Thursday, December 14, 2017
 

Scientists find Southern Ocean removing CO2 from the atmosphere more...

CIRES-CU-NOAA led research team compile densest carbon data set in Antarctic waters

Monica.Allen 0 12461 Article rating: No rating
Since 2002, the Southern Ocean has been removing more of the greenhouse gas carbon dioxide (CO2from the atmosphere, according to two new studies. These studies, out today in the journals Geophysical Research Letters (GRL)and Science, make use of millions of ship-based observations and a variety of data analysis techniques to conclude that the Southern Ocean has increasingly taken up more CO2 during the last 13 years. That follows a decade from the early 1990s to 2000s, where evidence suggested the Southern Ocean CO2 sink was weakening.

New NOAA-led study measures soot from North Dakota flaring in oil and...

Flaring produces an estimated 4 tons of black carbon per day, not considered significant for climate

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In the lonely reaches of northwestern North Dakota and across the border into Saskatchewan, the vast Bakken oil field hosts extensive activities to extract both crude oil and natural gas. Business is booming—production increased by 30 percent between May 2013 and May 2014. More than a quarter of the total gas produced from the Bakken operations can’t be processed fast enough, though, and the common industry practice is to flare it—burn it off as it is vented to the atmosphere. Jutting 30 feet upward like enormous lit matchsticks, the flares pose a new question for atmospheric scientists: What do the flares put into the air? A new NOAA-led study has produced the first direct measurements of how much black carbon—a major component of airborne particles that are commonly referred to as soot —is emitted by the Bakken flaring operations.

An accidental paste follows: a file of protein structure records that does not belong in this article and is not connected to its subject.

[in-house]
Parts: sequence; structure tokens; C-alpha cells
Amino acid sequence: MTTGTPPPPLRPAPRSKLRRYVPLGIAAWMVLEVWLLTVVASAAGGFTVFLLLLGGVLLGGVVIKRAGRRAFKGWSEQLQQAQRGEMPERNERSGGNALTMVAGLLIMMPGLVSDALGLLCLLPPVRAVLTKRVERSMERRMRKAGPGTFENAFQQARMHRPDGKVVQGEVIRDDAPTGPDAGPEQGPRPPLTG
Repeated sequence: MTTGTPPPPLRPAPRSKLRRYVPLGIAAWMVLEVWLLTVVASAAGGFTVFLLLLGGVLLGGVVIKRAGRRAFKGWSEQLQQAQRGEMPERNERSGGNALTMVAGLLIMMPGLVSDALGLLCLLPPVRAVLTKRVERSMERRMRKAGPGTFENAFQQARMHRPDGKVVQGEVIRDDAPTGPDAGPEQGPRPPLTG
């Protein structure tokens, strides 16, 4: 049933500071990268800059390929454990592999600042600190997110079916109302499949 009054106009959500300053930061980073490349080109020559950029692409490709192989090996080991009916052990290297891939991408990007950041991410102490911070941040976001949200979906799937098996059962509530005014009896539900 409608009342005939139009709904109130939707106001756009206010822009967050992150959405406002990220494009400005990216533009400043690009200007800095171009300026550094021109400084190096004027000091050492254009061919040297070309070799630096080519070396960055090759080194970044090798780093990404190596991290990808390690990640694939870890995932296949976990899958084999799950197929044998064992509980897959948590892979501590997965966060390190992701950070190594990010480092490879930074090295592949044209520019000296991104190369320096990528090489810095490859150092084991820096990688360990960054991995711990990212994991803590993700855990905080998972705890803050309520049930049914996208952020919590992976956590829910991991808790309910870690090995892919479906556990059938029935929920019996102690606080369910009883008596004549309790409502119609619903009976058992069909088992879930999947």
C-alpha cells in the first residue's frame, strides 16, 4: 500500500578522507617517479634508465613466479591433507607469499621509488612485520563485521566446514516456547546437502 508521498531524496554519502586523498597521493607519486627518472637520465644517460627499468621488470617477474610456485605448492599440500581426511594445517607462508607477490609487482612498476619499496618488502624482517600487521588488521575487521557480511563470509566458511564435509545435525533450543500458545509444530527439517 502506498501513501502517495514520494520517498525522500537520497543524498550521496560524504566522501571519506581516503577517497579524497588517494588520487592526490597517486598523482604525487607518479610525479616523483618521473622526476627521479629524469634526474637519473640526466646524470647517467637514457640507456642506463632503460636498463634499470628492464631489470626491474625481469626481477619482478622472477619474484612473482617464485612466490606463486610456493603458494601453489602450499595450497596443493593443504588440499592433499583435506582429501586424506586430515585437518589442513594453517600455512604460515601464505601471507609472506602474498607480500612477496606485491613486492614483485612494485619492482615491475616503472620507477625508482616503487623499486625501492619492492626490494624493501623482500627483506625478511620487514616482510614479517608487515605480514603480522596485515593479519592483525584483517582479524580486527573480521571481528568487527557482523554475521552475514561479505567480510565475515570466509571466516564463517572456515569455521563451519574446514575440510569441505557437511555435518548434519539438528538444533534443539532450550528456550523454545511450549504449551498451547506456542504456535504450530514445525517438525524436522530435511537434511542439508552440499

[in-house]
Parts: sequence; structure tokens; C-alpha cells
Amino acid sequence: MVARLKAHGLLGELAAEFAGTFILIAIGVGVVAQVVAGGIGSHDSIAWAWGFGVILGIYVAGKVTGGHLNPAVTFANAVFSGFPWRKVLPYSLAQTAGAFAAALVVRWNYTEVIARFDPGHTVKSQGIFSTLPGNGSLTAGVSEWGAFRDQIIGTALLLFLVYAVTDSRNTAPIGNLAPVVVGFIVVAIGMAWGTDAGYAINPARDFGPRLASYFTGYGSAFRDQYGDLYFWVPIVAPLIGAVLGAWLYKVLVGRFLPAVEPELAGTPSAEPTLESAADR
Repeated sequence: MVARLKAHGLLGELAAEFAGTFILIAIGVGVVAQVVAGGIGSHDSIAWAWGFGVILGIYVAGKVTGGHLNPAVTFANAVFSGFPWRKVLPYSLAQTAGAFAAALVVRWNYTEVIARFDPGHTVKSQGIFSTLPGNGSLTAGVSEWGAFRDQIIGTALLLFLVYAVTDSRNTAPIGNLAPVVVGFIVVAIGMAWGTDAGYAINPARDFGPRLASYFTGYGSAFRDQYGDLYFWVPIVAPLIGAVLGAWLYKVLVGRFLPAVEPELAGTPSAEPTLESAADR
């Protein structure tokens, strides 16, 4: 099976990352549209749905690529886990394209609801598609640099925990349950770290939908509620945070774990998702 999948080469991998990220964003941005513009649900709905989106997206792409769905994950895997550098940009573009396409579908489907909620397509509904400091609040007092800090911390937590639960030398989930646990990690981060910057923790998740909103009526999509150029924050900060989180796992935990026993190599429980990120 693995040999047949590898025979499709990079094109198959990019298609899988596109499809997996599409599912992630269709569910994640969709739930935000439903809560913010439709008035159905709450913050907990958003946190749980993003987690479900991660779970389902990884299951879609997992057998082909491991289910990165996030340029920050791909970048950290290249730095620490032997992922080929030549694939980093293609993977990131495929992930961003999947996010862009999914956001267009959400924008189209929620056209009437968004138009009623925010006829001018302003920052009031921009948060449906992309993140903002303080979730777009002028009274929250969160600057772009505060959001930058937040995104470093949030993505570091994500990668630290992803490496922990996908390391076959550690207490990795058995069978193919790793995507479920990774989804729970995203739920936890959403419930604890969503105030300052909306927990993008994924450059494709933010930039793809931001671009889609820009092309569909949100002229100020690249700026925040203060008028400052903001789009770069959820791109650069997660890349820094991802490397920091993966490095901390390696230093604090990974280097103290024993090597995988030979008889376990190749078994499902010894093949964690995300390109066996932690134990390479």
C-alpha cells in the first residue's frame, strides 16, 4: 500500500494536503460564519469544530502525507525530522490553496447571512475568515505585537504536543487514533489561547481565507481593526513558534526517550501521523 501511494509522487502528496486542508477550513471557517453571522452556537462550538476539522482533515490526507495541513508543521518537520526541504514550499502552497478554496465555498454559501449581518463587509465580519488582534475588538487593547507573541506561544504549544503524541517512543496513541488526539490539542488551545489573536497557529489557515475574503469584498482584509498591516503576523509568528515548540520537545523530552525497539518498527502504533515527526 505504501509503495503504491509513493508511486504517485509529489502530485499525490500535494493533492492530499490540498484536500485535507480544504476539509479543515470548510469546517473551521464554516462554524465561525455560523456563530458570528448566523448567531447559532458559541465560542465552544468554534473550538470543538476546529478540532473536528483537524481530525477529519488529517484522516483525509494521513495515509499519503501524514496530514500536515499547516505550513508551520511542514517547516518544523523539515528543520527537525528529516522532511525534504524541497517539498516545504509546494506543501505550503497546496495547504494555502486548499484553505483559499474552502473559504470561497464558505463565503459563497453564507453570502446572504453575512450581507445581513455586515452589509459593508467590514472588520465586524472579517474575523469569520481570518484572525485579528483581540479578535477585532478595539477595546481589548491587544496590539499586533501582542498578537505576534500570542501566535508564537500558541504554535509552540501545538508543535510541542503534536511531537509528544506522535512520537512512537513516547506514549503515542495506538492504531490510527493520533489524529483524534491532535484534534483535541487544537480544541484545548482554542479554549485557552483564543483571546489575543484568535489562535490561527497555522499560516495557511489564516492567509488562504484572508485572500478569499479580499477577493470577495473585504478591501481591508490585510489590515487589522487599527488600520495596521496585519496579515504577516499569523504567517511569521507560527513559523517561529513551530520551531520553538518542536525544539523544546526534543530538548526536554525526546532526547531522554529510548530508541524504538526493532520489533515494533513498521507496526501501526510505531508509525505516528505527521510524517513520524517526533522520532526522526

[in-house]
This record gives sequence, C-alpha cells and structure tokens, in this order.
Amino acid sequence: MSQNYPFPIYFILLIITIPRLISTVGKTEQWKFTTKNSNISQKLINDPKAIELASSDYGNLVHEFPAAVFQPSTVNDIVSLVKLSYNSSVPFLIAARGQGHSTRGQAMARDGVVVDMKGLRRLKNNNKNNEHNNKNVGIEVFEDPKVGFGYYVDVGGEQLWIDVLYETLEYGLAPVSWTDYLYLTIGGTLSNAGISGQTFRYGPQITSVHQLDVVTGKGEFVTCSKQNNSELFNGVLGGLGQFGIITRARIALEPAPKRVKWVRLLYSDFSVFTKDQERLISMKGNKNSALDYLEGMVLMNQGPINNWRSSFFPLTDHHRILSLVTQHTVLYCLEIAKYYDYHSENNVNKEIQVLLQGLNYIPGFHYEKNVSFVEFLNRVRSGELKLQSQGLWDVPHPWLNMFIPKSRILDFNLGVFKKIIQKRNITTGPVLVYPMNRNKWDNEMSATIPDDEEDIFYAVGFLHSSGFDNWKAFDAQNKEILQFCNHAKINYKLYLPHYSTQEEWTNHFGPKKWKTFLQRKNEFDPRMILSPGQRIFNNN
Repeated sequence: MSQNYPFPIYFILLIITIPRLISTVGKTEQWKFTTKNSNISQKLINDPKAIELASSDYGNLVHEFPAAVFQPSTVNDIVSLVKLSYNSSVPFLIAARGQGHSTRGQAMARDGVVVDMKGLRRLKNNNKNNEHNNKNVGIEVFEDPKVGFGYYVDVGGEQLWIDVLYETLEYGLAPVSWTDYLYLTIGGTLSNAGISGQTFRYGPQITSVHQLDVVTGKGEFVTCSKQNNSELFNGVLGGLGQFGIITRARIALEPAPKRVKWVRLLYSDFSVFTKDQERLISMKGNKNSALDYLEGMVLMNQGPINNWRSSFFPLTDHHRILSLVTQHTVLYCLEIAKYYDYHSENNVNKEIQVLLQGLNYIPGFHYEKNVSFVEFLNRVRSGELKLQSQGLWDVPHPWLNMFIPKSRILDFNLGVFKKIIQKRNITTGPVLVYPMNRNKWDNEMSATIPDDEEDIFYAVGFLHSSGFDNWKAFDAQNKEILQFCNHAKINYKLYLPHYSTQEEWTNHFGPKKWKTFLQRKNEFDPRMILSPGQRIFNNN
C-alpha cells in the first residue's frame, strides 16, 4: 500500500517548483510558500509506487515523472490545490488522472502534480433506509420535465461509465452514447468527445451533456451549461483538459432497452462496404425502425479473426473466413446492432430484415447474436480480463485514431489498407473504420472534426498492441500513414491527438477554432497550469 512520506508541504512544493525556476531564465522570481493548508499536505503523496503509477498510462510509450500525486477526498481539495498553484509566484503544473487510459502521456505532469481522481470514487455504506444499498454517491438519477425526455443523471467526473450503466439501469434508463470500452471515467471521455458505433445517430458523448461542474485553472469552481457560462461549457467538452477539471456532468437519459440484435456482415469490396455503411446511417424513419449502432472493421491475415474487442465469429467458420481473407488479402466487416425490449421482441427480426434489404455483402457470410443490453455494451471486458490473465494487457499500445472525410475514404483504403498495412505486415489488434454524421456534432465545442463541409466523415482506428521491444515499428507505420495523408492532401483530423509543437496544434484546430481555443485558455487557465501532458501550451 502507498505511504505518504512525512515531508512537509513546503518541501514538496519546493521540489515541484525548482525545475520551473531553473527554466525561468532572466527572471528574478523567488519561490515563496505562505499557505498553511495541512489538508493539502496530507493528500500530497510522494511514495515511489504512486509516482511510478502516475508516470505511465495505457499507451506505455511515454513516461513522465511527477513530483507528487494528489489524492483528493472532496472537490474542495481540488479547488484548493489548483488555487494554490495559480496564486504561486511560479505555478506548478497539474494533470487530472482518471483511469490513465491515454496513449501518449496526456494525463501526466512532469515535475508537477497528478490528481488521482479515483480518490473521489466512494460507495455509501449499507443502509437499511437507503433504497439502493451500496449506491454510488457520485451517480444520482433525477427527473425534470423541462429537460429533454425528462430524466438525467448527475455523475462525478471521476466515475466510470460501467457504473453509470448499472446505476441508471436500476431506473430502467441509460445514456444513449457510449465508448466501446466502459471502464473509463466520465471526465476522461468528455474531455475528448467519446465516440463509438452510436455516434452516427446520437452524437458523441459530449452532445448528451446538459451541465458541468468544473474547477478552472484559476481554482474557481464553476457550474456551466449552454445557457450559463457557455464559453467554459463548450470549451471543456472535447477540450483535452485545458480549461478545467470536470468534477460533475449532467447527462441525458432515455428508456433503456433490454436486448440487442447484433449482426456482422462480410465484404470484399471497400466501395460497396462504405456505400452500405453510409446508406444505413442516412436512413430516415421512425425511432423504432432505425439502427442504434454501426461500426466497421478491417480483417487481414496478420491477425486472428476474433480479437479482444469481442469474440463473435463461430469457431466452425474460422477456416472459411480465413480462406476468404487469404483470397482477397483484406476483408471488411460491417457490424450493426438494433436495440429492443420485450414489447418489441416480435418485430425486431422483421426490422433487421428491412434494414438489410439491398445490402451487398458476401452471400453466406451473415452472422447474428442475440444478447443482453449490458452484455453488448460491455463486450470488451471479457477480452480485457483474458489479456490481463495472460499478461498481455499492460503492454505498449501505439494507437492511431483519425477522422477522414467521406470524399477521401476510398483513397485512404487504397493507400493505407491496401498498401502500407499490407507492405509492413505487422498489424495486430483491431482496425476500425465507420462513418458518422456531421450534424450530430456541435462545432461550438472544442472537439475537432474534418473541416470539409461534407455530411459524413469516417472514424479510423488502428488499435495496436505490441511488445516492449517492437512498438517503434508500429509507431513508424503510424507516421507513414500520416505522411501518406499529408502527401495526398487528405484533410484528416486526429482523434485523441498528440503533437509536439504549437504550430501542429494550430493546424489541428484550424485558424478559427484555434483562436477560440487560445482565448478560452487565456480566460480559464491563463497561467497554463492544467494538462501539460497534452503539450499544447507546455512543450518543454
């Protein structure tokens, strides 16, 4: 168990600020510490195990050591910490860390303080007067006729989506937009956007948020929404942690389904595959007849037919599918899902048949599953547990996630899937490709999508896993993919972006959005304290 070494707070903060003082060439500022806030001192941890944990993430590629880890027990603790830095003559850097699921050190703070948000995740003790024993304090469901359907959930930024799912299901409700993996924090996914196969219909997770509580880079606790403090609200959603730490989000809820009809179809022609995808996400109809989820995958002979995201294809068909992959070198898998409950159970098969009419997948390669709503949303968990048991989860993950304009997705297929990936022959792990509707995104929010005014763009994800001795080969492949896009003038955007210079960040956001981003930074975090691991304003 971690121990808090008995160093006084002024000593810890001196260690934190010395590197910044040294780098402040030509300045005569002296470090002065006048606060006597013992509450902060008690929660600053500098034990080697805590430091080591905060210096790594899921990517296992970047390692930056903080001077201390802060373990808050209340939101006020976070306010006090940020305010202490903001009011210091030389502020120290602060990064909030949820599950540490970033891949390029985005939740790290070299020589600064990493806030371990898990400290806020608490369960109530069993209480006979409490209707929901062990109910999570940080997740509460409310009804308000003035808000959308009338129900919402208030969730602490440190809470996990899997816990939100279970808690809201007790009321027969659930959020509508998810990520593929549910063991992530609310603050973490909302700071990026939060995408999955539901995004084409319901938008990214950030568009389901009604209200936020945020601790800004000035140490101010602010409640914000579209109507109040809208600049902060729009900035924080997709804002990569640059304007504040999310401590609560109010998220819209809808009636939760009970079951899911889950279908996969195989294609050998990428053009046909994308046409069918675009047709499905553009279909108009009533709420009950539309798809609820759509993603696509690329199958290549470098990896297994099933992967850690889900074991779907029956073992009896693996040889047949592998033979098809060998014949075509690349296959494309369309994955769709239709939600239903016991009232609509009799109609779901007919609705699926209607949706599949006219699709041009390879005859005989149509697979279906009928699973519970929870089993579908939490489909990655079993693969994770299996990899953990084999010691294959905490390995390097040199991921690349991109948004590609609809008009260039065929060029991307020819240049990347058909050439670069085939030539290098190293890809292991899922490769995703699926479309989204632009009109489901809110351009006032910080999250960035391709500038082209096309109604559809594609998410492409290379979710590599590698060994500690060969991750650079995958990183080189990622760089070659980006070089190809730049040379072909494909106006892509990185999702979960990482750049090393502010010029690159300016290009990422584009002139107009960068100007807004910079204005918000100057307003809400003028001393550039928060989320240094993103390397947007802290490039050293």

NOAA's Science On a Sphere® animations coming to your desktop

NOAA releases free downloadable flat screen program, great for students, teachers and science...

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(September 1) Today NOAA released a free, downloadable flat screen version of its popular Science On a Sphere® (SOS), SOS ExplorerTM. This new way to display the dynamics of Earth’s weather and climate, plate tectonics and more will help teachers bring these stunning science visualizations, usually found at museums and science centers, into the classroom, where students can learn by exploring.


Stratosphere an Accomplice for Santa Ana Winds and California Wildfires

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The hot and dry Santa Ana winds are associated with many of Southern California’s destructive wildfires, and even take the blame for tense, ugly moods. Now, NOAA researchers have found that on occasion the winds have an accomplice in contributing to California’s wildfires: atmospheric events known as stratospheric intrusions, which bring extremely dry air from the upper atmosphere down to the surface.

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